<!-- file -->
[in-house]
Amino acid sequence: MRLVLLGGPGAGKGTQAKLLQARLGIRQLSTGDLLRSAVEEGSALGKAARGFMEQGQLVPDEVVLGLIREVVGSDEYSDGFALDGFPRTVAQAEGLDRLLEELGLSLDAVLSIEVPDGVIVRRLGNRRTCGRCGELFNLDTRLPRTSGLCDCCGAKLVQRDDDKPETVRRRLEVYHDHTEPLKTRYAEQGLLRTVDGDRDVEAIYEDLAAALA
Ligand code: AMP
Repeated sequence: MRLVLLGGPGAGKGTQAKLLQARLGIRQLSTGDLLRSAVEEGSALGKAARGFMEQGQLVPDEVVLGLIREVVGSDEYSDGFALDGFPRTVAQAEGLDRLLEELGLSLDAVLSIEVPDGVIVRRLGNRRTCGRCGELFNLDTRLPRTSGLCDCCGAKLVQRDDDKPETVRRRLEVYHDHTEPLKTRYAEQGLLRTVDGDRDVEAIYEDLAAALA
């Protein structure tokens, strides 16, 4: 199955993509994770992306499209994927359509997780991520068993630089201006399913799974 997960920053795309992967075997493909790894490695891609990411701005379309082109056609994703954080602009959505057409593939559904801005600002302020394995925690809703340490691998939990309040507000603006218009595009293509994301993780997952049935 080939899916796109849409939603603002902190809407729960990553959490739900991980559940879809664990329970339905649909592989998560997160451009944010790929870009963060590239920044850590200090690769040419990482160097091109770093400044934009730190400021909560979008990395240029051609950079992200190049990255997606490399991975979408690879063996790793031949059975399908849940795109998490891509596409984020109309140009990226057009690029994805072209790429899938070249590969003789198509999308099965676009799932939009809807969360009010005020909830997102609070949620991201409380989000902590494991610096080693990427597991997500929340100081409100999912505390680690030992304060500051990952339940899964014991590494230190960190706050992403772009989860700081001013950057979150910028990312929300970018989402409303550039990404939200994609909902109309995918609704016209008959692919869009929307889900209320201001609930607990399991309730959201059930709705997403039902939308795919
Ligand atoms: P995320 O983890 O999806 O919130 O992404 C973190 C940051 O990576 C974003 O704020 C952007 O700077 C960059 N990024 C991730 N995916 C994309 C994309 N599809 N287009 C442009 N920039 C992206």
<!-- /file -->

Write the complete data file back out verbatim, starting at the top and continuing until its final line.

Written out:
[in-house]
Amino acid sequence: MRLVLLGGPGAGKGTQAKLLQARLGIRQLSTGDLLRSAVEEGSALGKAARGFMEQGQLVPDEVVLGLIREVVGSDEYSDGFALDGFPRTVAQAEGLDRLLEELGLSLDAVLSIEVPDGVIVRRLGNRRTCGRCGELFNLDTRLPRTSGLCDCCGAKLVQRDDDKPETVRRRLEVYHDHTEPLKTRYAEQGLLRTVDGDRDVEAIYEDLAAALA
Ligand code: AMP
Repeated sequence: MRLVLLGGPGAGKGTQAKLLQARLGIRQLSTGDLLRSAVEEGSALGKAARGFMEQGQLVPDEVVLGLIREVVGSDEYSDGFALDGFPRTVAQAEGLDRLLEELGLSLDAVLSIEVPDGVIVRRLGNRRTCGRCGELFNLDTRLPRTSGLCDCCGAKLVQRDDDKPETVRRRLEVYHDHTEPLKTRYAEQGLLRTVDGDRDVEAIYEDLAAALA
């Protein structure tokens, strides 16, 4: 199955993509994770992306499209994927359509997780991520068993630089201006399913799974 997960920053795309992967075997493909790894490695891609990411701005379309082109056609994703954080602009959505057409593939559904801005600002302020394995925690809703340490691998939990309040507000603006218009595009293509994301993780997952049935 080939899916796109849409939603603002902190809407729960990553959490739900991980559940879809664990329970339905649909592989998560997160451009944010790929870009963060590239920044850590200090690769040419990482160097091109770093400044934009730190400021909560979008990395240029051609950079992200190049990255997606490399991975979408690879063996790793031949059975399908849940795109998490891509596409984020109309140009990226057009690029994805072209790429899938070249590969003789198509999308099965676009799932939009809807969360009010005020909830997102609070949620991201409380989000902590494991610096080693990427597991997500929340100081409100999912505390680690030992304060500051990952339940899964014991590494230190960190706050992403772009989860700081001013950057979150910028990312929300970018989402409303550039990404939200994609909902109309995918609704016209008959692919869009929307889900209320201001609930607990399991309730959201059930709705997403039902939308795919
Ligand atoms: P995320 O983890 O999806 O919130 O992404 C973190 C940051 O990576 C974003 O704020 C952007 O700077 C960059 N990024 C991730 N995916 C994309 C994309 N599809 N287009 C442009 N920039 C992206």